Mergers that expand healthcare systems, even when they combine providers that are unlikely to compete for inpatient discharges, are increasingly under scrutiny. Empirical academic studies have found some evidence of price increases following mergers combining hospitals that are too distant to serve as close substitutes for most patients — i.e. “cross-market” mergers. Economic models can generate such effects by positing scenarios in which provider-insurer negotiations are impacted, without combining hospital systems that are close substitutes for patients. These include mechanisms by which a cross-market merger would affect the set of options available to insurers in constructing provider networks, and mechanisms under which cross-market mergers would affect insurer/provider bargaining without altering the set of possible provider networks. To assess the likely impact of an individual merger, the specific features of the proposed merger and competitive environment should be compared to the proposed theoretical mechanisms under which cross-market mergers may impact prices.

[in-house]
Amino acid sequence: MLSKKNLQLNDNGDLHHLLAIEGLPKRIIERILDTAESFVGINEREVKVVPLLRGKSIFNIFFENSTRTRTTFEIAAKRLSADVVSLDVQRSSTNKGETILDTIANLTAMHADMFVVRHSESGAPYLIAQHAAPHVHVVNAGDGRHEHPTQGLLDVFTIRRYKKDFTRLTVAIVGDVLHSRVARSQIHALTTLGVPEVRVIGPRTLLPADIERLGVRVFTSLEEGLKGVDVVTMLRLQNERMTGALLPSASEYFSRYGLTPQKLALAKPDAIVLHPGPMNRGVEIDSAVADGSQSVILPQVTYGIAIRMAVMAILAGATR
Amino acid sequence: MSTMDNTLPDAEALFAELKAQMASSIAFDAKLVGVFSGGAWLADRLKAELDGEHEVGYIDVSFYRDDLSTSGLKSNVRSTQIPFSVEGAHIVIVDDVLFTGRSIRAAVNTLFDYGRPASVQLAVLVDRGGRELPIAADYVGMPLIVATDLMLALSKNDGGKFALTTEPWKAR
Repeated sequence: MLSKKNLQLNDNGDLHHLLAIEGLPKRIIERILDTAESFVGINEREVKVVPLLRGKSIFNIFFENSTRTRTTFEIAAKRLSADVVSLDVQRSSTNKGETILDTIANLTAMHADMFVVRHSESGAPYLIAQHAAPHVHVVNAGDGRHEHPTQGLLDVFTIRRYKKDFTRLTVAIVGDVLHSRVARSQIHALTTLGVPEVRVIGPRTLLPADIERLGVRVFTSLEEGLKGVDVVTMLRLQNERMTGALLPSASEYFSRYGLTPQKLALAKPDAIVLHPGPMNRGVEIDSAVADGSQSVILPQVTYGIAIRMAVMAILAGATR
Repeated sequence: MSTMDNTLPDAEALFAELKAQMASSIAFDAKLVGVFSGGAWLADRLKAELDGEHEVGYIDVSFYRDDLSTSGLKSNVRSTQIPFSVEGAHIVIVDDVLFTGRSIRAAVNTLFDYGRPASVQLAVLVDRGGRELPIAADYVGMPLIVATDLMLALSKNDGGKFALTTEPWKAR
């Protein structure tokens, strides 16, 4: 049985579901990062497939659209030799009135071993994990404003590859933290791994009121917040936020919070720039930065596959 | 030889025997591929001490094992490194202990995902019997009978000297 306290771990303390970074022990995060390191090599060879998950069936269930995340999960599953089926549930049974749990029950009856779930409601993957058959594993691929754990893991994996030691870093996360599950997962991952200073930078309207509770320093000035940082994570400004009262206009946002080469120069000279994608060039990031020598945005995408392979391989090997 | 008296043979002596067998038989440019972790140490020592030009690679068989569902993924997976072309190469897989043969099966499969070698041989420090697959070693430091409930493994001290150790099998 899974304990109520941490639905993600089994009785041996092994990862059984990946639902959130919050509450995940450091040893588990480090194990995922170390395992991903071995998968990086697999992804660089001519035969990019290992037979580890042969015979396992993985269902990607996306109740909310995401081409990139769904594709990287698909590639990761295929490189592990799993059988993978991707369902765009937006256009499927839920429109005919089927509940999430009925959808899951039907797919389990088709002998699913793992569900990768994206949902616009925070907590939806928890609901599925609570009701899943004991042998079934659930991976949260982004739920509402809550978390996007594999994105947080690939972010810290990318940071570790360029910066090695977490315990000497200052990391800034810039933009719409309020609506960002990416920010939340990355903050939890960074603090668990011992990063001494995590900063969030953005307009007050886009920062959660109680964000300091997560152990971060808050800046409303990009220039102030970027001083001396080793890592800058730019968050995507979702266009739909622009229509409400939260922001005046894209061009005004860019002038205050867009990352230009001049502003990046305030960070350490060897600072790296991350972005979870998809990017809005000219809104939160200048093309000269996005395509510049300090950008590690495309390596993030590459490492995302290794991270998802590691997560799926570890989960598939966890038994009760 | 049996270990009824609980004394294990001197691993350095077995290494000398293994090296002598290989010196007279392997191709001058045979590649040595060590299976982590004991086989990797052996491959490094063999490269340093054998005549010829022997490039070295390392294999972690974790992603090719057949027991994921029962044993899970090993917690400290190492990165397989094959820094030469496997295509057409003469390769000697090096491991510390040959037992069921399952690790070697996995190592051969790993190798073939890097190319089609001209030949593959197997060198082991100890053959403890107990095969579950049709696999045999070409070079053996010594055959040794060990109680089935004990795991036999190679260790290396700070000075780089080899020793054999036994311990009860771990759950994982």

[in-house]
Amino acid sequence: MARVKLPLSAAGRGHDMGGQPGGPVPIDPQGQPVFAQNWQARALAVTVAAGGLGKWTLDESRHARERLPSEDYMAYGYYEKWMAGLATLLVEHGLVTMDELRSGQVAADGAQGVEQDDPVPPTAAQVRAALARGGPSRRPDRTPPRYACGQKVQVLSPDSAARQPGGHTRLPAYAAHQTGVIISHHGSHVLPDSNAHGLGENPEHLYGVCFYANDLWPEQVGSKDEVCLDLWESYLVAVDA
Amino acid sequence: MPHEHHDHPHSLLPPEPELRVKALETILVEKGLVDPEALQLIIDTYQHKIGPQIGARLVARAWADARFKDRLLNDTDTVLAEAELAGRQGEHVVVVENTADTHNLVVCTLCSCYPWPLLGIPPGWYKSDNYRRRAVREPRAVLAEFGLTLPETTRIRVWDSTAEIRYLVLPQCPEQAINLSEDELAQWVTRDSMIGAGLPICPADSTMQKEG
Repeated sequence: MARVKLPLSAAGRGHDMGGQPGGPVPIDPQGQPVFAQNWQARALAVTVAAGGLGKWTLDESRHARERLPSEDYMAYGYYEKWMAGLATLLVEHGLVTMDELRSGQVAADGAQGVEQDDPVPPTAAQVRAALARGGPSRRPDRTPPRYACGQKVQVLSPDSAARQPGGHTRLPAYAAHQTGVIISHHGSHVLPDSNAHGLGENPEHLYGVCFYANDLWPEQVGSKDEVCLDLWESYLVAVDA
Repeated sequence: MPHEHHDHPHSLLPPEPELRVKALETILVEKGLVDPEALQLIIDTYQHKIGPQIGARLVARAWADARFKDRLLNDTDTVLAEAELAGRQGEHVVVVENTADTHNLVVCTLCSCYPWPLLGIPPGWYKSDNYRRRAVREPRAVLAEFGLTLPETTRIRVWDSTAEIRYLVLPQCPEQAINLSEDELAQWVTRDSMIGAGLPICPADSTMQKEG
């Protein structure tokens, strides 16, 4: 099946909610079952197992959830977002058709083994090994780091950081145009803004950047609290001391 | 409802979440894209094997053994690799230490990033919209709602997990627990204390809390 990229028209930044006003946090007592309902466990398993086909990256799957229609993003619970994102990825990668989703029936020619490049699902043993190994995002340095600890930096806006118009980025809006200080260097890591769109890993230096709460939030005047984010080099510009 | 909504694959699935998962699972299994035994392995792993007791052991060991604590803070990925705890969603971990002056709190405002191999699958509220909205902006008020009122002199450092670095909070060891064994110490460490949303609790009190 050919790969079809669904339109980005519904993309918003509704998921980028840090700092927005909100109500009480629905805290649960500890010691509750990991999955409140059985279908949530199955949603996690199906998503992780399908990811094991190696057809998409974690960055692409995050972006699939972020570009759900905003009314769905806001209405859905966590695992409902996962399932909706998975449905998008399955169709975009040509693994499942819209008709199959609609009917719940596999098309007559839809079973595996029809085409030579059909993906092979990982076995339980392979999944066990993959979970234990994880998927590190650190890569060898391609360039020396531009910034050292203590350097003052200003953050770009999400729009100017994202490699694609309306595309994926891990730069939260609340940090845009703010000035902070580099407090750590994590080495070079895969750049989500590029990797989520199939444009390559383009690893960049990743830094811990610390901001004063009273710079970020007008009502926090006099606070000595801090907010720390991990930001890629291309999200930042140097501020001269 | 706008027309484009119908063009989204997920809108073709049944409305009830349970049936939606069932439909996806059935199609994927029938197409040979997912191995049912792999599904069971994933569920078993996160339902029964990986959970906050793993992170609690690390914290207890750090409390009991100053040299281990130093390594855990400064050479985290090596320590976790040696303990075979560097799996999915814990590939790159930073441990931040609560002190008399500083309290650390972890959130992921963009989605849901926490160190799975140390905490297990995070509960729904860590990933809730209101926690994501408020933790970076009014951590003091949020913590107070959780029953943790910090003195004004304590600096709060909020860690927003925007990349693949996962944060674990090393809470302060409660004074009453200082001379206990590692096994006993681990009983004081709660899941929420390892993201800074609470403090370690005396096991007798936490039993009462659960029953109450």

By Dina Older Aguilar, Andrew Sfekas, Arthur Corea-Smith & Shannon Wu[1]



Markets for inpatient hospital services are generally considered to be geographically compact. Patients are unwilling to travel far for certain services, so providers separated by long distances are considered unlikely to compete with each other. Despite this, empirical academic studies have foun


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